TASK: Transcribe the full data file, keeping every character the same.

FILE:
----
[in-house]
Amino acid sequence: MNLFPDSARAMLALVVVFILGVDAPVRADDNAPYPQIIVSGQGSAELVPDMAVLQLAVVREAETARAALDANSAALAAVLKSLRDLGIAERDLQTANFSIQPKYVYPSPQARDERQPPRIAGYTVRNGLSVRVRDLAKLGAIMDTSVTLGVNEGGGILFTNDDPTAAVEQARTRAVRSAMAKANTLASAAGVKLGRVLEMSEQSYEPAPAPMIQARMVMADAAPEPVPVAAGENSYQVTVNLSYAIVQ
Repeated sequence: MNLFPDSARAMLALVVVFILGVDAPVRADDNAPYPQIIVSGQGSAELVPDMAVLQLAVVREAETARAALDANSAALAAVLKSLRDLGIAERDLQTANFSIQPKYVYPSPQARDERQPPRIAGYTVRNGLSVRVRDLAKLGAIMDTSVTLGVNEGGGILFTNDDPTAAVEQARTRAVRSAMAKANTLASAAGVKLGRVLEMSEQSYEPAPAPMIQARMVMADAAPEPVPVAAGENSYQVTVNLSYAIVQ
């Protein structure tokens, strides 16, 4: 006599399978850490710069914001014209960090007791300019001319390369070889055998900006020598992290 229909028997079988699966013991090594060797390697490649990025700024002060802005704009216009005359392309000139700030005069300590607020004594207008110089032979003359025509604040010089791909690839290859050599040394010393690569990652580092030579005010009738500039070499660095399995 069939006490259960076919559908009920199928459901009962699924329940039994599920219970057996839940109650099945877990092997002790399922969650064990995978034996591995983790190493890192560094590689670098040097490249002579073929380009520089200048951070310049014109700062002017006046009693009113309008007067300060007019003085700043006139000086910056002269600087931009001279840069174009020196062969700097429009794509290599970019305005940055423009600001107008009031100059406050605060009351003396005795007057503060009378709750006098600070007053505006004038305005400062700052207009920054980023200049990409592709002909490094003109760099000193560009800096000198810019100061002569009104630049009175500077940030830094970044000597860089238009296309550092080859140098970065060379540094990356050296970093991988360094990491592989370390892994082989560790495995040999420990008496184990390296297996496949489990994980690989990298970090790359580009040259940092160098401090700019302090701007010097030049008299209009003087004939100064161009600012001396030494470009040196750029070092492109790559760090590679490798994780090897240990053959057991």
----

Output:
[in-house]
Amino acid sequence: MNLFPDSARAMLALVVVFILGVDAPVRADDNAPYPQIIVSGQGSAELVPDMAVLQLAVVREAETARAALDANSAALAAVLKSLRDLGIAERDLQTANFSIQPKYVYPSPQARDERQPPRIAGYTVRNGLSVRVRDLAKLGAIMDTSVTLGVNEGGGILFTNDDPTAAVEQARTRAVRSAMAKANTLASAAGVKLGRVLEMSEQSYEPAPAPMIQARMVMADAAPEPVPVAAGENSYQVTVNLSYAIVQ
Repeated sequence: MNLFPDSARAMLALVVVFILGVDAPVRADDNAPYPQIIVSGQGSAELVPDMAVLQLAVVREAETARAALDANSAALAAVLKSLRDLGIAERDLQTANFSIQPKYVYPSPQARDERQPPRIAGYTVRNGLSVRVRDLAKLGAIMDTSVTLGVNEGGGILFTNDDPTAAVEQARTRAVRSAMAKANTLASAAGVKLGRVLEMSEQSYEPAPAPMIQARMVMADAAPEPVPVAAGENSYQVTVNLSYAIVQ
């Protein structure tokens, strides 16, 4: 006599399978850490710069914001014209960090007791300019001319390369070889055998900006020598992290 229909028997079988699966013991090594060797390697490649990025700024002060802005704009216009005359392309000139700030005069300590607020004594207008110089032979003359025509604040010089791909690839290859050599040394010393690569990652580092030579005010009738500039070499660095399995 069939006490259960076919559908009920199928459901009962699924329940039994599920219970057996839940109650099945877990092997002790399922969650064990995978034996591995983790190493890192560094590689670098040097490249002579073929380009520089200048951070310049014109700062002017006046009693009113309008007067300060007019003085700043006139000086910056002269600087931009001279840069174009020196062969700097429009794509290599970019305005940055423009600001107008009031100059406050605060009351003396005795007057503060009378709750006098600070007053505006004038305005400062700052207009920054980023200049990409592709002909490094003109760099000193560009800096000198810019100061002569009104630049009175500077940030830094970044000597860089238009296309550092080859140098970065060379540094990356050296970093991988360094990491592989370390892994082989560790495995040999420990008496184990390296297996496949489990994980690989990298970090790359580009040259940092160098401090700019302090701007010097030049008299209009003087004939100064161009600012001396030494470009040196750029070092492109790559760090590679490798994780090897240990053959057991």